Podcasts

Arrangements | Charles Watts | Literary Roadhouse Ep 45

Next week’s story is Kudzu by Andrea Bobotis

Rated decent

Arrangements explored the everyday judgements and stories we tell ourselves about strangers we see. Everyone seemed to like this week’s story except Maya. Was it the sudden scene changes, or does Maya just hate stories when we record too early?

Don’t forget to rate the story! For the history of our goofy system, see Anais’ post “Read Short Stories or Ray Bradbury Cries.” On a scale of 1-6 Bradberries, how do you rate Arrangements? Tell us in the comments below or via voicemail, and we will give the final tally on the next episode.

Wagons, Ho! | Padgett Powell | Literary Roadhouse Ep 44

Next week’s story is Arrangements by Charles Watts

Rated none too shabby

This week it was up to Anais to convince Maya, Gerald and Rammy of the genius of Wagons, Ho! The story left Maya irritated, Rammy annoyed and Gerald… tad confused about were he stood. The genius was apparent, but did the author lose his audience in this experiment? Anais shouts No. Maya and Rammy role their eyes and form a wall. Poor Gerald is left somewhere in the middle. Does he move closer to Maya and Rammy, or does Anais convince him of the subtle genius and lure him to the dark side?

Don’t forget to rate the story! For the history of our goofy system, see Anais’ post “Read Short Stories or Ray Bradbury Cries.” On a scale of 1-6 Bradberries, how do you rate Wagons, Ho? Tell us in the comments below or via voicemail, and we will give the final tally on the next episode.

Happy Endings | Margaret Atwood | Literary Roadhouse Ep 43

Next week’s story is Wagons, Ho! by Padgett Powell

Rated not too bad

Happy Endings is a short story the plays on the novel outlining to reflect on life, relationships, and the process of writing. In this discussion, we talk about the deeper meanings of the story, whether the format worked and what each of us took away from this exploration of what makes a story… the beginning, middle or end.

Don’t forget to rate the story! For the history of our goofy system, see Anais’ post “Read Short Stories or Ray Bradbury Cries.” On a scale of 1-6 Bradberries, how do you rate Happy Endings? Tell us in the comments below or via voicemail, and we will give the final tally on the next episode.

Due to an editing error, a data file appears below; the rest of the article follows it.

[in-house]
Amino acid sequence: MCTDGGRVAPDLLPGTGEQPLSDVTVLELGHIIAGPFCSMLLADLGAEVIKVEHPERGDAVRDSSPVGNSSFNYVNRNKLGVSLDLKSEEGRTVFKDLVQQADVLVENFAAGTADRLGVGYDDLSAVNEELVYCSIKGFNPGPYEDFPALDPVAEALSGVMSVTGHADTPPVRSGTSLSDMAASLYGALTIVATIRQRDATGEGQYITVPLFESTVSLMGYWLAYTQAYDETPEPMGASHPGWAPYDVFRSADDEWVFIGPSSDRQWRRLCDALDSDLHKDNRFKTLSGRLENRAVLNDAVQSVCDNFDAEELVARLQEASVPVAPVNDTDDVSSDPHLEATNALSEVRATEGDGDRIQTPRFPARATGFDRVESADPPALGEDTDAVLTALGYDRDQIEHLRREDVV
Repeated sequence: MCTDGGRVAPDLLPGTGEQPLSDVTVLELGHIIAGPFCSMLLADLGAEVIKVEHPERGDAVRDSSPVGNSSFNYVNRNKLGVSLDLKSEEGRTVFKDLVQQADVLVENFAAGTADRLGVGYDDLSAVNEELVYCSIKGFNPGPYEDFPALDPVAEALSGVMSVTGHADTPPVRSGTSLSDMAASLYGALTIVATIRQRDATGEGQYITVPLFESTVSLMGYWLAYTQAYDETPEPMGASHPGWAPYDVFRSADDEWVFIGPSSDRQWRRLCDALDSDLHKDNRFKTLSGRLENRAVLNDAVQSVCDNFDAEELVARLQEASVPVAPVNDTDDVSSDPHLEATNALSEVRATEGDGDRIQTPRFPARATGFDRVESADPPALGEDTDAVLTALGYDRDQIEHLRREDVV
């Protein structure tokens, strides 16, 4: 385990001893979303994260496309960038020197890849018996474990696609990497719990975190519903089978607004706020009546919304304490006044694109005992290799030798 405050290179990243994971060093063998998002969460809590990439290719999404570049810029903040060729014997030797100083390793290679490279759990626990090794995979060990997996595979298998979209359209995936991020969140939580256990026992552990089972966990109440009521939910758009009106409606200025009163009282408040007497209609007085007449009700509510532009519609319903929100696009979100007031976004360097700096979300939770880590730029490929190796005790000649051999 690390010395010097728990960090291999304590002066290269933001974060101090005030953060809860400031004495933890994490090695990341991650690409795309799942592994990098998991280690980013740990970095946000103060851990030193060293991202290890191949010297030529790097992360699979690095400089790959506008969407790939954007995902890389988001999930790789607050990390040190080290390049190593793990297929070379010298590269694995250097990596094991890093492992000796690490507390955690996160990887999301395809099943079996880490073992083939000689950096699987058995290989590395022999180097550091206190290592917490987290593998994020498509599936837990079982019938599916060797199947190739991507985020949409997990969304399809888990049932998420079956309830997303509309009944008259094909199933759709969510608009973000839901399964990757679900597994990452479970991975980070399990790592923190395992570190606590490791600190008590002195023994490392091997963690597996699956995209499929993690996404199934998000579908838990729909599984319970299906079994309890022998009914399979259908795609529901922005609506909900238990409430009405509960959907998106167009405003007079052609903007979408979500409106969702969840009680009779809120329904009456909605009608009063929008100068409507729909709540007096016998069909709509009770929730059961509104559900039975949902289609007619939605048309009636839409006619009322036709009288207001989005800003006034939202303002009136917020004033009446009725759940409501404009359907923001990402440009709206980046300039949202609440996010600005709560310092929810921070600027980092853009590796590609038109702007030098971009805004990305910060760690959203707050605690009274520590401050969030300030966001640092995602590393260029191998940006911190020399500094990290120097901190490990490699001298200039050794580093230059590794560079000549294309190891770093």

Cities I’ve Never Lived In | Sara Majka | Literary Roadhouse Ep 42

Cities I’ve Never Lived In

Next week’s story is Happy Endings by Margaret Atwood

Rated Clean

Cities I’ve Never Lived In was a story that slowly grew on all of us. Interesting choices in writing style and deep intellectual questions made it a great story for discussion. The story’s layers are emblematic of Hemingway’s iceberg theory, which tickled our resident emingway fan boy, Gerald. Listen as we discuss the effectiveness of essay style and tone, the narrators choices, and how this story about the ethics of poverty-based art affected us.

Are you excited for the Literary Roadhouse bookclub? It will be a monthly bookclub and our first novel is… The Heart Goes Last by Margaret Atwood! You can get your copy here. If you want to talk to us about the book as you read, we are using the #LRHBookclub. We also will launch a second new podcast called The Bradbury Challenge.

Don’t forget to rate the story! For the history of our goofy system, see Anais’ post “Read Short Stories or Ray Bradbury Cries.” On a scale of 1-6 Bradberries, how do you rate Cites I’ve never lived in? Tell us in the comments below or via voicemail, and we will give the final tally on the next episode.

The Nightingale and The Rose | Oscar Wilde | Literary Roadhouse Ep 41

Next week’s story is Cities I’ve Never Lived in by Sarah Majka

Rated Clean

Are you excited for the Literary Roadhouse bookclub? It will be a monthly bookclub and our first novel is… The Heart Goes Last by Margaret Atwood! You can get your copy here. We’ll be reading the book through November/December and the first episode will be the first Friday in January which just happens to be New Years Day. So grab a copy, and tweet along with #LRHBookclub

This week we leave you with Anais trying to explain why the only good thing about The Nightingale and The Rose was the lizard. We had a great conversation about the many layers or non-layers of this great Oscar Wilde story, how it reflects the differences in how we see romance over time. Were the humans selfish, or only the girl? Was the bird a fool? Why doesn’t Anais like this story! Stay tuned and stay for a super interesting LRH game at the end cause Rammy outdid himself.

Don’t forget to rate the story! For the history of our goofy system, see Anais’ post “Read Short Stories or Ray Bradbury Cries.” On a scale of 1-6 Bradberries, how do you rate The Nightingale and The Rose? Tell us in the comments below or via voicemail, and we will give the final tally on the next episode.

I Told You I’d Buy You Anything You Wanted So You Asked For a Submarine Fleet | Owen Booth | Literary Roadhouse Ep 40

Next week’s story is  The Nightingale and the Rose by Oscar Wilde

Are you excited for the Literary Roadhouse Bookclub? It will be a monthly bookclub and our first novel is… The Heart Goes Last by Margaret Atwood! You can get your copy here. The first Friday in January which just happens to be New Years Day. So grab a copy, and tweet along with #LRHBookclub